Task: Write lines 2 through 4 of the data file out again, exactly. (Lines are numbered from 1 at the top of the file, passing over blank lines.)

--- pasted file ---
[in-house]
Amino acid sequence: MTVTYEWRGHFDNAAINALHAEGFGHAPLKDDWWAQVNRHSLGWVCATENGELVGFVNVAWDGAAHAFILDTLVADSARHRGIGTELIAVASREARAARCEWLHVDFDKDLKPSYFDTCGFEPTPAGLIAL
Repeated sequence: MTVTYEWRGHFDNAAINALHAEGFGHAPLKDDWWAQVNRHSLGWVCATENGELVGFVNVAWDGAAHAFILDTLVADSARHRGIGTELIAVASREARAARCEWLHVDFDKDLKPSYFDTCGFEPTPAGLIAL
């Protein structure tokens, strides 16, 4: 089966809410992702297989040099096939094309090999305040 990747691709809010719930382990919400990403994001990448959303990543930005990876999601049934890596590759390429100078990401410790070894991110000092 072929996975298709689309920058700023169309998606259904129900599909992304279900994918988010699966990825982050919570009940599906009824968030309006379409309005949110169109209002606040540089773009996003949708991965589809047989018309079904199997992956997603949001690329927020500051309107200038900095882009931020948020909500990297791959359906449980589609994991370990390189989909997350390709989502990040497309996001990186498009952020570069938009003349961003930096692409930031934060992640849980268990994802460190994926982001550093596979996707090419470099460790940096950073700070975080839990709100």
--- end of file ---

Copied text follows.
Amino acid sequence: MTVTYEWRGHFDNAAINALHAEGFGHAPLKDDWWAQVNRHSLGWVCATENGELVGFVNVAWDGAAHAFILDTLVADSARHRGIGTELIAVASREARAARCEWLHVDFDKDLKPSYFDTCGFEPTPAGLIAL
Repeated sequence: MTVTYEWRGHFDNAAINALHAEGFGHAPLKDDWWAQVNRHSLGWVCATENGELVGFVNVAWDGAAHAFILDTLVADSARHRGIGTELIAVASREARAARCEWLHVDFDKDLKPSYFDTCGFEPTPAGLIAL
């Protein structure tokens, strides 16, 4: 089966809410992702297989040099096939094309090999305040 990747691709809010719930382990919400990403994001990448959303990543930005990876999601049934890596590759390429100078990401410790070894991110000092 072929996975298709689309920058700023169309998606259904129900599909992304279900994918988010699966990825982050919570009940599906009824968030309006379409309005949110169109209002606040540089773009996003949708991965589809047989018309079904199997992956997603949001690329927020500051309107200038900095882009931020948020909500990297791959359906449980589609994991370990390189989909997350390709989502990040497309996001990186498009952020570069938009003349961003930096692409930031934060992640849980268990994802460190994926982001550093596979996707090419470099460790940096950073700070975080839990709100």